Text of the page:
More than 1,000 members of the Columbia Business School Class of 2017 officially received MBA degrees on Wednesday, May 17, at Columbia University’s 263rd Commencement, capping off several days of celebrations recognizing the achievements of the most recent graduating class. The Business School graduates included 788 members of the Full-Time MBA Program and 280 participants in the Executive MBA Program (EMBA).
On Saturday, May 13, the Executive MBA students were celebrated in a special Recognition Ceremony on the South Lawn in front of Butler Library, where they heard remarks from keynote speaker Mary Beech, executive vice president and chief marketing officer of Kate Spade & Company, as well as from Dean Glenn Hubbard, faculty members, staff members, and fellow EMBA students. Among the student speakers was Fahad Ahmed ’17, who praised his classmates as exceptional and said that they are uniquely poised to be leaders in uncertain times. “We have great opportunities in front of us — great opportunities to let us add real value,” Ahmed said. “I firmly believe that great opportunities look for exceptional people to lead. The best part is that these opportunities are already here, right now. There is an absence of leadership in the world. Leaders who are fearless, leaders who can persist when things get tough, and leaders who are able to instill optimism….So what do we do next? What we do next is seize this opportunity and fill this absence.”
Full-time students were honored at a Recognition Ceremony on Sunday, May 14, on the South Lawn. In congratulating the graduates, Dean Hubbard noted the diversity of the class, whose students hail from 66 countries, speak 58 languages and dialects, and come from a range of backgrounds. “Among you, of course, are consultants and financiers,” he noted, “but also yogis and cooks and scuba divers and cyclists and musicians, explorers, and entrepreneurs of every stripe.”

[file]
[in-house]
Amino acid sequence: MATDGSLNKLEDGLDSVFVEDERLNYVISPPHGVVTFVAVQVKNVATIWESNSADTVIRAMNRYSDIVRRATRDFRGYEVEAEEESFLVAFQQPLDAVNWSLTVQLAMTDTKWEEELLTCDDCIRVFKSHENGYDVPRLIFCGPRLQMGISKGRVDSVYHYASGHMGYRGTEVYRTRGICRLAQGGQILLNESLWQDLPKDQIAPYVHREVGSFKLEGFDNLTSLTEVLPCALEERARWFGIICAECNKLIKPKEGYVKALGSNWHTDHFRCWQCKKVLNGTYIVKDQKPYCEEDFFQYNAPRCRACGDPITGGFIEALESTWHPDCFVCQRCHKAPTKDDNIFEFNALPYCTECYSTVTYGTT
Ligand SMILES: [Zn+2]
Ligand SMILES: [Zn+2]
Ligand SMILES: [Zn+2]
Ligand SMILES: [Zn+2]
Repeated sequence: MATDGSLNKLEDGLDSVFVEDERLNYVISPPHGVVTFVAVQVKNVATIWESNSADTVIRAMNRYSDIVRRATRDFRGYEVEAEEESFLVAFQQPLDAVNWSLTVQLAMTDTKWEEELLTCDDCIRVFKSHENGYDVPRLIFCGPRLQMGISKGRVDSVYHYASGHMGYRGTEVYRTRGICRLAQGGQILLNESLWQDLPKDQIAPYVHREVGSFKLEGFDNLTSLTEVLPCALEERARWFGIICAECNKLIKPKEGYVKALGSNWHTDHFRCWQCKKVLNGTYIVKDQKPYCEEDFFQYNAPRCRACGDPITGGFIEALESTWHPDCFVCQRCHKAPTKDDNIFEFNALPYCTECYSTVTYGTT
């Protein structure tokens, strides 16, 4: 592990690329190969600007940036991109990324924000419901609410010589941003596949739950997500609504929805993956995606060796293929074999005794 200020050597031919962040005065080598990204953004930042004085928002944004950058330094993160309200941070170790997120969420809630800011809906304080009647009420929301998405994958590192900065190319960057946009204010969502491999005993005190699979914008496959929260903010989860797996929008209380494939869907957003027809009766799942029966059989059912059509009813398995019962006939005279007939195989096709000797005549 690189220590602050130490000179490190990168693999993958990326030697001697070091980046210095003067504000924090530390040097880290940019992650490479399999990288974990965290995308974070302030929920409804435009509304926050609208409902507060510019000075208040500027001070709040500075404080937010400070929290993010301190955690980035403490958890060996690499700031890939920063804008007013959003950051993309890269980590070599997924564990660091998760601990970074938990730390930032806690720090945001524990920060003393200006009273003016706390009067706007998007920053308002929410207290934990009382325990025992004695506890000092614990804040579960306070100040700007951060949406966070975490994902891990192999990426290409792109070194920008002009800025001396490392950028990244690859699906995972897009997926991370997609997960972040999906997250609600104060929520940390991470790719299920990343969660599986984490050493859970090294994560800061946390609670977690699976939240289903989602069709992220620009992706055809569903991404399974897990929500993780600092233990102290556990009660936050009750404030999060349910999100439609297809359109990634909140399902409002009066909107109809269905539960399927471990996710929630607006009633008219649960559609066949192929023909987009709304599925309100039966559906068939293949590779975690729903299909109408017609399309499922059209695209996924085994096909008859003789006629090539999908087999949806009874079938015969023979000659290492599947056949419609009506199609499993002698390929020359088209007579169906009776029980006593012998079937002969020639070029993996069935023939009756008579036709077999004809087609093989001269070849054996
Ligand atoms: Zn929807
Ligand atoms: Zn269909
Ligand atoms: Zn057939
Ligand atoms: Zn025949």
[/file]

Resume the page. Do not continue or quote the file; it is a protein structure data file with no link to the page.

Hubbard urged the graduates to realize that their new degrees bring with them tremendous responsibility. “Never forget what a noble calling business itself is and the power that lies within each and every one of you to transform lives — not only of business leaders and entrepreneurs, but also your fellow alumni, communities, and frankly, nations around the globe,” he said.
This year’s Distinguished Class Speaker was Joyce Roché ’72, Avon Products’ first African American female vice president and first African American vice president of marketing, who later served as president and CEO of the nonprofit Girls Inc.
Roché talked about her career path, from planning to be a math teacher, deciding to earn her MBA, becoming a marketing executive, to eventually heading up Girls Inc., which she says, “provided the passionate engagement I had longed for.” Telling graduates they should work hard to pinpoint what they are most passionate about, she explained, “The quest for purpose isn’t always easy, but it’s always worthwhile.”
“Too many of us keep our gifts hidden for fear that we’ll not be accepted or acceptable,” she added. “Share all of your gifts. Our world certainly needs you. So as you enter or reenter your careers, tap into your personal power to find your passion and your purpose whatever it might be and have the courage to take a risk to pursue that passion.”
Student speaker Michael Conway ’17, whose address followed Roché’s, asked his classmates to consider whether they could have the same impact as the World–War II era’s so-called greatest generation, which he said was marked by a “shared sense of selflessness, hard work, and acceptance of a greater cause and higher purpose.”
He continued, “For each and every one of us this degree represents a gift, an opportunity, and also a responsibility. For us to emulate what defined the greatest generation, we have the obligation to use this opportunity. It is now our responsibility to be the voice for those who don’t have a voice and the voice for those who don’t have the courage to use their own voice.”
View the Full-Time Program’s Recognition Ceremony, as well as the University-wide Commencement.